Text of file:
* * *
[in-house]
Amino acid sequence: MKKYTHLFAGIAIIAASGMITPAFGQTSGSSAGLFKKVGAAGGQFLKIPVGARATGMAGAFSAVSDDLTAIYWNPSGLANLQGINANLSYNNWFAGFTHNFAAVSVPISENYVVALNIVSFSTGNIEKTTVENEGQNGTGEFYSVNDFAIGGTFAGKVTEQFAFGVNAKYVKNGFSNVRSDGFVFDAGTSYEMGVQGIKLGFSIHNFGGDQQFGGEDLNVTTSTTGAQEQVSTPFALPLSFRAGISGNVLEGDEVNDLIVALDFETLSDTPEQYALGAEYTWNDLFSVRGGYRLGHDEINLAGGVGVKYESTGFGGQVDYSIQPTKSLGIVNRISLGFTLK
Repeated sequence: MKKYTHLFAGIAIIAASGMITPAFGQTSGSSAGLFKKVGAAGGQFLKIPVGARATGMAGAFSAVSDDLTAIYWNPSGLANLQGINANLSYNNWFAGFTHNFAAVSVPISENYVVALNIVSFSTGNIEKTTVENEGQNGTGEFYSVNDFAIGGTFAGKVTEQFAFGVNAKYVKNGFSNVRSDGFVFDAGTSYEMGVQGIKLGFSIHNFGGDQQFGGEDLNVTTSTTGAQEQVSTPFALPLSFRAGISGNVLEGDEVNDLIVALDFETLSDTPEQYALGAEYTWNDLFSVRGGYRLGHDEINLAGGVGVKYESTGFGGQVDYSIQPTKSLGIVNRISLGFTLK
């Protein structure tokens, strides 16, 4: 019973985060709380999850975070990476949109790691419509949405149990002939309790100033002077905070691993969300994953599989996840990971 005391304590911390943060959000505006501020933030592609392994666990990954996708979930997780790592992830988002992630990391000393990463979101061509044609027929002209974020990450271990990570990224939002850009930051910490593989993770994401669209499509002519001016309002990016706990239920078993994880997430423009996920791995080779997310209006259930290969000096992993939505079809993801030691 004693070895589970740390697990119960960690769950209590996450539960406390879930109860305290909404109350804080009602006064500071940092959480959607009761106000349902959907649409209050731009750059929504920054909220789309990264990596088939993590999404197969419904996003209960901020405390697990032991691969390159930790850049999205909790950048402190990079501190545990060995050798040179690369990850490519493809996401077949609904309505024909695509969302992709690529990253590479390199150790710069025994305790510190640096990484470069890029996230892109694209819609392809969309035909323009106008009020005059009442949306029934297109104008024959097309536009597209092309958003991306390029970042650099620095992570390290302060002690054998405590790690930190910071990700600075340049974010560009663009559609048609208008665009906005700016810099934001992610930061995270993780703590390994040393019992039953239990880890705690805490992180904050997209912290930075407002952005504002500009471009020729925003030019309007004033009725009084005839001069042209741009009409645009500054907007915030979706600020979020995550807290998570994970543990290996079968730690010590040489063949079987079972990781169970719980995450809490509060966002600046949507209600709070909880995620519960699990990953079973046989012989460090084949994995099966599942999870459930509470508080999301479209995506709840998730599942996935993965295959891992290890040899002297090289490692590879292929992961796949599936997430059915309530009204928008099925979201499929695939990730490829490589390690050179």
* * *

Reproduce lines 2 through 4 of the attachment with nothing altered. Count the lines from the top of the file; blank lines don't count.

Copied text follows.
Amino acid sequence: MKKYTHLFAGIAIIAASGMITPAFGQTSGSSAGLFKKVGAAGGQFLKIPVGARATGMAGAFSAVSDDLTAIYWNPSGLANLQGINANLSYNNWFAGFTHNFAAVSVPISENYVVALNIVSFSTGNIEKTTVENEGQNGTGEFYSVNDFAIGGTFAGKVTEQFAFGVNAKYVKNGFSNVRSDGFVFDAGTSYEMGVQGIKLGFSIHNFGGDQQFGGEDLNVTTSTTGAQEQVSTPFALPLSFRAGISGNVLEGDEVNDLIVALDFETLSDTPEQYALGAEYTWNDLFSVRGGYRLGHDEINLAGGVGVKYESTGFGGQVDYSIQPTKSLGIVNRISLGFTLK
Repeated sequence: MKKYTHLFAGIAIIAASGMITPAFGQTSGSSAGLFKKVGAAGGQFLKIPVGARATGMAGAFSAVSDDLTAIYWNPSGLANLQGINANLSYNNWFAGFTHNFAAVSVPISENYVVALNIVSFSTGNIEKTTVENEGQNGTGEFYSVNDFAIGGTFAGKVTEQFAFGVNAKYVKNGFSNVRSDGFVFDAGTSYEMGVQGIKLGFSIHNFGGDQQFGGEDLNVTTSTTGAQEQVSTPFALPLSFRAGISGNVLEGDEVNDLIVALDFETLSDTPEQYALGAEYTWNDLFSVRGGYRLGHDEINLAGGVGVKYESTGFGGQVDYSIQPTKSLGIVNRISLGFTLK
């Protein structure tokens, strides 16, 4: 019973985060709380999850975070990476949109790691419509949405149990002939309790100033002077905070691993969300994953599989996840990971 005391304590911390943060959000505006501020933030592609392994666990990954996708979930997780790592992830988002992630990391000393990463979101061509044609027929002209974020990450271990990570990224939002850009930051910490593989993770994401669209499509002519001016309002990016706990239920078993994880997430423009996920791995080779997310209006259930290969000096992993939505079809993801030691 004693070895589970740390697990119960960690769950209590996450539960406390879930109860305290909404109350804080009602006064500071940092959480959607009761106000349902959907649409209050731009750059929504920054909220789309990264990596088939993590999404197969419904996003209960901020405390697990032991691969390159930790850049999205909790950048402190990079501190545990060995050798040179690369990850490519493809996401077949609904309505024909695509969302992709690529990253590479390199150790710069025994305790510190640096990484470069890029996230892109694209819609392809969309035909323009106008009020005059009442949306029934297109104008024959097309536009597209092309958003991306390029970042650099620095992570390290302060002690054998405590790690930190910071990700600075340049974010560009663009559609048609208008665009906005700016810099934001992610930061995270993780703590390994040393019992039953239990880890705690805490992180904050997209912290930075407002952005504002500009471009020729925003030019309007004033009725009084005839001069042209741009009409645009500054907007915030979706600020979020995550807290998570994970543990290996079968730690010590040489063949079987079972990781169970719980995450809490509060966002600046949507209600709070909880995620519960699990990953079973046989012989460090084949994995099966599942999870459930509470508080999301479209995506709840998730599942996935993965295959891992290890040899002297090289490692590879292929992961796949599936997430059915309530009204928008099925979201499929695939990730490829490589390690050179």